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Definition of Nursing

  • Nursing is the protection, promotion, and optimization of health and abilities, prevention of illness and injury, alleviation of suffering through diagnosis and treatment of human response, and advocacy in the care of individuals, families, communities, and populations (ANA, 2003)

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Definition of Nursing

  • Nursing encompasses autonomous and collaborative care of individuals of all ages, families, groups, and communities, sick or well in all settings. Nursing includes the promotion of health, prevention of illness, and the care of ill, disabled, and dying people (International Council of Nurses, 2002).

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Definition of Nursing

  • Advocacy, promotion of a safe environment, research, participation in shaping health policy and in patient and health systems management, and education are also key nursing roles (ICN, 2002).

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Definition of Nursing

  • Nursing = Care of Others

  • Blend of Art and Science

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History of Nursing

  • Ancient Civilizations through the Renaissance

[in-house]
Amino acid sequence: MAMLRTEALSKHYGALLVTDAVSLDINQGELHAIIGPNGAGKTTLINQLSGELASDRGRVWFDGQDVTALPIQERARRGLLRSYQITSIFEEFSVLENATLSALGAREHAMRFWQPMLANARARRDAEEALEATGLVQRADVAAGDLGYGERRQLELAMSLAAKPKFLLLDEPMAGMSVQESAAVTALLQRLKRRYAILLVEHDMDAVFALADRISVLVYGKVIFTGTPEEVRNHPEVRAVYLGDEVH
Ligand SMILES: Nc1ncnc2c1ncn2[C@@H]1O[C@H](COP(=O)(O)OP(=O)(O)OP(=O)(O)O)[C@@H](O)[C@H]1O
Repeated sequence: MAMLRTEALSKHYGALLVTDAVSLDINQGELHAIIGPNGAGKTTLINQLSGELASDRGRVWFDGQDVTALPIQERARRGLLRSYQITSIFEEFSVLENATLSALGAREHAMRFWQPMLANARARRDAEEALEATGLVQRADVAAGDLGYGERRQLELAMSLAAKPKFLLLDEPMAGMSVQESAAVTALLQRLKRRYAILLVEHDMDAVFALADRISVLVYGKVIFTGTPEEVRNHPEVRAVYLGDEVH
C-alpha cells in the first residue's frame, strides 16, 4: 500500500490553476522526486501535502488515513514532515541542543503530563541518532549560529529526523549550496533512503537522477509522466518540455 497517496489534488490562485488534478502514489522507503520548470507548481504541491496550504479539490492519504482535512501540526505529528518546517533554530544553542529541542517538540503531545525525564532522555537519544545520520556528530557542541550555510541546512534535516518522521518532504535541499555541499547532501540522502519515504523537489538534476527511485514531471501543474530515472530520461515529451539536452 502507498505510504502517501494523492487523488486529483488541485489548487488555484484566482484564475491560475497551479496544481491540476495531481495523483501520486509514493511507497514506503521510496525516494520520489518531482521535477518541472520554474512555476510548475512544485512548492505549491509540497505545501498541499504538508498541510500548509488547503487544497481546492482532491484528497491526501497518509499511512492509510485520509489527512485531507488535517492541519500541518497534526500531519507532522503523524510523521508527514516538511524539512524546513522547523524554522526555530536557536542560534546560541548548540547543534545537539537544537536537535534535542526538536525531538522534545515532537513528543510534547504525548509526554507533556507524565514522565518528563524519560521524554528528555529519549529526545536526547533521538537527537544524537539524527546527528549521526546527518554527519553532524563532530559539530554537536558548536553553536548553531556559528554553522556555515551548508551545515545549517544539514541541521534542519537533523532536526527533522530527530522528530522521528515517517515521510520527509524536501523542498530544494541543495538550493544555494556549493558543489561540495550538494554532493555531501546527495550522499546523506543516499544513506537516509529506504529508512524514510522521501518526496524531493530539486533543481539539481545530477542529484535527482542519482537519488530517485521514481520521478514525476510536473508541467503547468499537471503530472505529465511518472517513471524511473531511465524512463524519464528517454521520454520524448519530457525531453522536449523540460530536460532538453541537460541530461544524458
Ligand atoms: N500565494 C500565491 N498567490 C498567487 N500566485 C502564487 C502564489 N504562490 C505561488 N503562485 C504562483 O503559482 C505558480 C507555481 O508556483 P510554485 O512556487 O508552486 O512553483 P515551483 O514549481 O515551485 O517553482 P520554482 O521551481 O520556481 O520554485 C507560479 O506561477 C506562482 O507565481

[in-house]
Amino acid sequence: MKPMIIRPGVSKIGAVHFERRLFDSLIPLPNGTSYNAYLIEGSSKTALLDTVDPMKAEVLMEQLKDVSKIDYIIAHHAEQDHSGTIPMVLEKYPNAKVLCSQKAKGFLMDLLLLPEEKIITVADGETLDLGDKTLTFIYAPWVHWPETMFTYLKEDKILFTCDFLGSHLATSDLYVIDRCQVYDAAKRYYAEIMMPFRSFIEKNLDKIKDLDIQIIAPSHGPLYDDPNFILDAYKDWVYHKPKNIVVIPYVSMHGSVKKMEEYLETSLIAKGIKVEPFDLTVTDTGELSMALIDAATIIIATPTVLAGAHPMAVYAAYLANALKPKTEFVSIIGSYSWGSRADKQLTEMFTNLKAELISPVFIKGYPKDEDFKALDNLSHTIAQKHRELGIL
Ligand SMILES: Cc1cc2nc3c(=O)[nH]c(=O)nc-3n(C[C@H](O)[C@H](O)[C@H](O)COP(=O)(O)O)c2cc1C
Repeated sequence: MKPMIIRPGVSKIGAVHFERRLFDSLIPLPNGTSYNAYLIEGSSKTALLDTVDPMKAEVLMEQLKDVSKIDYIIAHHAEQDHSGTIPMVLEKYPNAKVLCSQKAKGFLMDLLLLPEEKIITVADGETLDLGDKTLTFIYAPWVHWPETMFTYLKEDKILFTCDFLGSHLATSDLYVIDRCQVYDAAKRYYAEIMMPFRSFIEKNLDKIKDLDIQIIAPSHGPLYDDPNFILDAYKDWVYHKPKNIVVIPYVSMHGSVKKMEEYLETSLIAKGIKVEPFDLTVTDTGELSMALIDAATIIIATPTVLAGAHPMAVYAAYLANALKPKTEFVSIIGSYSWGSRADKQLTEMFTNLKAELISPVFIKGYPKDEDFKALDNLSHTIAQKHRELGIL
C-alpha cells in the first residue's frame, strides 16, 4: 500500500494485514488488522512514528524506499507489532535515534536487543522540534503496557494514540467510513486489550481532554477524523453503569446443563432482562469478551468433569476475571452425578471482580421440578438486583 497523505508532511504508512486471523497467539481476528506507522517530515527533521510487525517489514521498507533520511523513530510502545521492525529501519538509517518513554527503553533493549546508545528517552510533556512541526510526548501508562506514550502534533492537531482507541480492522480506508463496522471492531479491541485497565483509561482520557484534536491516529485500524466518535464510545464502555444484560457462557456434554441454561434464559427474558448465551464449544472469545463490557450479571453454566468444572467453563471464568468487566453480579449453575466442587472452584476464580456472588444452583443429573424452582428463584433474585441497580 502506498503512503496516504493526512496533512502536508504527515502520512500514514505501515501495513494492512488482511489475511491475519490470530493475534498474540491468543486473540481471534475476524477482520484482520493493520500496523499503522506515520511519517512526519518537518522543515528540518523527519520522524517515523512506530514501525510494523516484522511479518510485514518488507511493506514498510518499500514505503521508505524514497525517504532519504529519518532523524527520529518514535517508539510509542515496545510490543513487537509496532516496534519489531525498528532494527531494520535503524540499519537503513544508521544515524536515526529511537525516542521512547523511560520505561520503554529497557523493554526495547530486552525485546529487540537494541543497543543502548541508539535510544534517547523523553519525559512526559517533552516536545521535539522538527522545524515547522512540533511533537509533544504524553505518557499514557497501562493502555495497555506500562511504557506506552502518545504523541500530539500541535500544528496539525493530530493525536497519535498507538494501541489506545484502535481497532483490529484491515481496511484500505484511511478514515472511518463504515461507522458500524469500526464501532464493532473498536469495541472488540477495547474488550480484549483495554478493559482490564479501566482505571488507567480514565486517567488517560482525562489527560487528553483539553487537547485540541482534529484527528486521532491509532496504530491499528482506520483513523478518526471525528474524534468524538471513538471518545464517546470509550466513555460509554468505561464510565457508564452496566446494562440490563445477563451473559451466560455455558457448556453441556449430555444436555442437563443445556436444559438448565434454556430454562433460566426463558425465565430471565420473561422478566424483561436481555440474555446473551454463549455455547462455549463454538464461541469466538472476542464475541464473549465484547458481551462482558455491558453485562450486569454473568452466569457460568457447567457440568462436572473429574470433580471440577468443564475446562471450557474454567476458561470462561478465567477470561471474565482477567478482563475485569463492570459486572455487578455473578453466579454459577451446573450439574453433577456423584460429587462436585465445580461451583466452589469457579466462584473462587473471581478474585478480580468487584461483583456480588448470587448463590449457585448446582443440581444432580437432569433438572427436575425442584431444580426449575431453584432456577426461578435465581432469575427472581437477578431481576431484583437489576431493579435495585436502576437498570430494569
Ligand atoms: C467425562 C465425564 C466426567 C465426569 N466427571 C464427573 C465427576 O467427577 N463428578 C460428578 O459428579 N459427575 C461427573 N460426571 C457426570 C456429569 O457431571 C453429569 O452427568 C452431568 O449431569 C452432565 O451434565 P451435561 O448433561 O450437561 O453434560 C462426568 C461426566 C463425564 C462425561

• Illness had supernatural causes

    • Women delivered custodial care to family

    • Medicine men treated disease

    • As civilizations grew priests were seen as physicians

    • Under Christianity educated and wealthy women dedicated themselves to care of the sick

    • Phoebe became the 1st Deaconess

    • During the Crusades all-male military orders flourished and all-female religious orders declined

    • During the Renaissance medicine moved into the University

    • Male nurses vanished from profession

    • Home major locality for nursing care

    • Only poor hospitalized, cared for by prostitutes and female criminals

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History of Nursing

  • Colonialism and Revolution

    • Physicians not required to have license

    • Hospital care only available in cities

    • Mentally ill “warehoused”

    • More soldiers died in Revolutionary War due to disease than wounds

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History of Nursing

  • Industrialization

    • Population explosion

    • Increased incidence illness, injury, and early mortality

    • Hospitals opened

    • Schools of nursing started: Sisters of Charity, Kaiserworth school of nursing in Germany 1836, Dr Joseph Warrington in Philadelphia 1839

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History of Nursing

  • Influence of War

    • Crimean war, notable for Florence Nightingale

    • American Civil War, emergence of early nursing leaders

    • Training for nurses more apprenticeship than education, hospital-based schools of nursing

    • WWI, female nurses under control of male hospital administrators and physicians

    • WWII, large # women working outside home

    • Increased need for nurses

    • Move into university and college settings

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History of Nursing

  • Influence of War

    • Korean War, growth of AD programs in community colleges

    • Vietnam War, expansion civilian hospitals, advancement of specialization